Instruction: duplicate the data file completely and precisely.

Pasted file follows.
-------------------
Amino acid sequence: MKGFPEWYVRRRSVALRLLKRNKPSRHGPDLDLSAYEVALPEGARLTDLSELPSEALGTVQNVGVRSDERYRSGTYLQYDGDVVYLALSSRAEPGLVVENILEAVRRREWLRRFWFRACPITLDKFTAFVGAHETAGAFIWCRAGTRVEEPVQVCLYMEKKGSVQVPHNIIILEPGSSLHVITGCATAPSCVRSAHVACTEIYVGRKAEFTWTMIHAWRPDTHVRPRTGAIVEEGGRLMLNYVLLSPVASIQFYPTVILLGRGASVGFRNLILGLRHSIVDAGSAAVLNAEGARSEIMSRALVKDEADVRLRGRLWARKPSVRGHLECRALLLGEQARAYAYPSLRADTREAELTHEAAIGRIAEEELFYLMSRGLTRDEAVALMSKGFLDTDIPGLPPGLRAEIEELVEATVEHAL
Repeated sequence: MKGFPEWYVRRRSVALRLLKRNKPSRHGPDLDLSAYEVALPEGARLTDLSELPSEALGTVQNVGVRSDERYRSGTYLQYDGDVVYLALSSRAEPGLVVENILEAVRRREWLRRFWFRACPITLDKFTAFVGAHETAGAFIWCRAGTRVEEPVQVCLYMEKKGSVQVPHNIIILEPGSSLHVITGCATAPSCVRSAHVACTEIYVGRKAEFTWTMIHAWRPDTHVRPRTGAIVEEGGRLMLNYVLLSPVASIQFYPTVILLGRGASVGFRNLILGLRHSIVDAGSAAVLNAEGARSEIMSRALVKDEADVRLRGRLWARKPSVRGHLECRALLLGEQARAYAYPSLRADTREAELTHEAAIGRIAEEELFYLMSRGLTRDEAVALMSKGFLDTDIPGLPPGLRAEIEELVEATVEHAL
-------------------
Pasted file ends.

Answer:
Amino acid sequence: MKGFPEWYVRRRSVALRLLKRNKPSRHGPDLDLSAYEVALPEGARLTDLSELPSEALGTVQNVGVRSDERYRSGTYLQYDGDVVYLALSSRAEPGLVVENILEAVRRREWLRRFWFRACPITLDKFTAFVGAHETAGAFIWCRAGTRVEEPVQVCLYMEKKGSVQVPHNIIILEPGSSLHVITGCATAPSCVRSAHVACTEIYVGRKAEFTWTMIHAWRPDTHVRPRTGAIVEEGGRLMLNYVLLSPVASIQFYPTVILLGRGASVGFRNLILGLRHSIVDAGSAAVLNAEGARSEIMSRALVKDEADVRLRGRLWARKPSVRGHLECRALLLGEQARAYAYPSLRADTREAELTHEAAIGRIAEEELFYLMSRGLTRDEAVALMSKGFLDTDIPGLPPGLRAEIEELVEATVEHAL
Repeated sequence: MKGFPEWYVRRRSVALRLLKRNKPSRHGPDLDLSAYEVALPEGARLTDLSELPSEALGTVQNVGVRSDERYRSGTYLQYDGDVVYLALSSRAEPGLVVENILEAVRRREWLRRFWFRACPITLDKFTAFVGAHETAGAFIWCRAGTRVEEPVQVCLYMEKKGSVQVPHNIIILEPGSSLHVITGCATAPSCVRSAHVACTEIYVGRKAEFTWTMIHAWRPDTHVRPRTGAIVEEGGRLMLNYVLLSPVASIQFYPTVILLGRGASVGFRNLILGLRHSIVDAGSAAVLNAEGARSEIMSRALVKDEADVRLRGRLWARKPSVRGHLECRALLLGEQARAYAYPSLRADTREAELTHEAAIGRIAEEELFYLMSRGLTRDEAVALMSKGFLDTDIPGLPPGLRAEIEELVEATVEHAL